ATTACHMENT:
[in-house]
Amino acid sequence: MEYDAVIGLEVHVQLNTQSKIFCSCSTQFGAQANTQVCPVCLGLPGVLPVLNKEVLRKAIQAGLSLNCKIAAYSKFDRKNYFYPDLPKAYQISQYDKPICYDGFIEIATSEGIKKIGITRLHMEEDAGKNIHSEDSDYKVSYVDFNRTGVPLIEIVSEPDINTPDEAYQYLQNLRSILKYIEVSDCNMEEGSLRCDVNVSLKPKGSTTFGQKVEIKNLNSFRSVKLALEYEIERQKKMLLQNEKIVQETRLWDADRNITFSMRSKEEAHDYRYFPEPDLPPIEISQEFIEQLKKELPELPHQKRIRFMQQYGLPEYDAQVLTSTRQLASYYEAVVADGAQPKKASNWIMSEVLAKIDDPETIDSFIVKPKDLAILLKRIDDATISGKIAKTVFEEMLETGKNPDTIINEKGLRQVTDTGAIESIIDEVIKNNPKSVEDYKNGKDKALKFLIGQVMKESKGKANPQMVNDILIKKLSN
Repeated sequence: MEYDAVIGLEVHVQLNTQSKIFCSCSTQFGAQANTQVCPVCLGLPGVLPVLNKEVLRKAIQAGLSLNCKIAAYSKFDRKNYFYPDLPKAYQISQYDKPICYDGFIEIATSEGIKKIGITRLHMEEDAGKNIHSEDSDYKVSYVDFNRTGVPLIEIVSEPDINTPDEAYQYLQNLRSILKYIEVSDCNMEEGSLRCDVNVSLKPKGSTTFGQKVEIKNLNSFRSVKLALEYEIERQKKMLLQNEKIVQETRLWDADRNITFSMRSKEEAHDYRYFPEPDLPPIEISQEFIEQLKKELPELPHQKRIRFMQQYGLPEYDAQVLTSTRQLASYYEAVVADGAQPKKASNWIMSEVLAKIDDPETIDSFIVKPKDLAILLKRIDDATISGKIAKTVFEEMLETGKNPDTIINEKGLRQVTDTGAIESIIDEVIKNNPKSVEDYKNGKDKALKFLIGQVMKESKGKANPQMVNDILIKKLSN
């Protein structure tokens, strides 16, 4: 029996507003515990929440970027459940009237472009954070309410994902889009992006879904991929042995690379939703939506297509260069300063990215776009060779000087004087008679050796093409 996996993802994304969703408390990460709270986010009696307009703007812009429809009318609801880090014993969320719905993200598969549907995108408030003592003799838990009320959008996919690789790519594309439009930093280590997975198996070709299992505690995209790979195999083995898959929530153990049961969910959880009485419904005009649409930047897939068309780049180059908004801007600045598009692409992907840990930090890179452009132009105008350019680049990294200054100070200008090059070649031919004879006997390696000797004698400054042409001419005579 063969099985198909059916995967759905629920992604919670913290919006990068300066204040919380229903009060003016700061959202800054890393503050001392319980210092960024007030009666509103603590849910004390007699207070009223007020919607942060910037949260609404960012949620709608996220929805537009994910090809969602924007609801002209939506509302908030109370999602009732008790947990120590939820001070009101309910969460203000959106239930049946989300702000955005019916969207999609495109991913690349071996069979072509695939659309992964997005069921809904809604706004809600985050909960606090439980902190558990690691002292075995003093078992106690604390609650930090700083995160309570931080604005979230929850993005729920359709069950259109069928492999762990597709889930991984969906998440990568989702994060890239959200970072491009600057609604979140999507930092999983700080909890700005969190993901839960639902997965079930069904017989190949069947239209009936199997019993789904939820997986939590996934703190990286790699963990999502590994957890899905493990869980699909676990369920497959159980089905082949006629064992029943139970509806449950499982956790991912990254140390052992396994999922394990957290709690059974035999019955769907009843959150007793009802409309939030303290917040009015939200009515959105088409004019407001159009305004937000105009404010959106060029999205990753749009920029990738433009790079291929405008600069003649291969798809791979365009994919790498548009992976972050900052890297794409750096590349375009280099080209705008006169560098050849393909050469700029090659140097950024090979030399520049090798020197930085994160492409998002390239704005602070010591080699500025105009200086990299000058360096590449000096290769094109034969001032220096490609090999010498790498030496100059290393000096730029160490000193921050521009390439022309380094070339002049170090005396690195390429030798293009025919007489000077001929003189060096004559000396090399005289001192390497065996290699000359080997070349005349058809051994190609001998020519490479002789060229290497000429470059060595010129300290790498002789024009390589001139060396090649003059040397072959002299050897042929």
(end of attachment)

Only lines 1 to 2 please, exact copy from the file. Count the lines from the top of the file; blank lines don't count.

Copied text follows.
[in-house]
Amino acid sequence: MEYDAVIGLEVHVQLNTQSKIFCSCSTQFGAQANTQVCPVCLGLPGVLPVLNKEVLRKAIQAGLSLNCKIAAYSKFDRKNYFYPDLPKAYQISQYDKPICYDGFIEIATSEGIKKIGITRLHMEEDAGKNIHSEDSDYKVSYVDFNRTGVPLIEIVSEPDINTPDEAYQYLQNLRSILKYIEVSDCNMEEGSLRCDVNVSLKPKGSTTFGQKVEIKNLNSFRSVKLALEYEIERQKKMLLQNEKIVQETRLWDADRNITFSMRSKEEAHDYRYFPEPDLPPIEISQEFIEQLKKELPELPHQKRIRFMQQYGLPEYDAQVLTSTRQLASYYEAVVADGAQPKKASNWIMSEVLAKIDDPETIDSFIVKPKDLAILLKRIDDATISGKIAKTVFEEMLETGKNPDTIINEKGLRQVTDTGAIESIIDEVIKNNPKSVEDYKNGKDKALKFLIGQVMKESKGKANPQMVNDILIKKLSN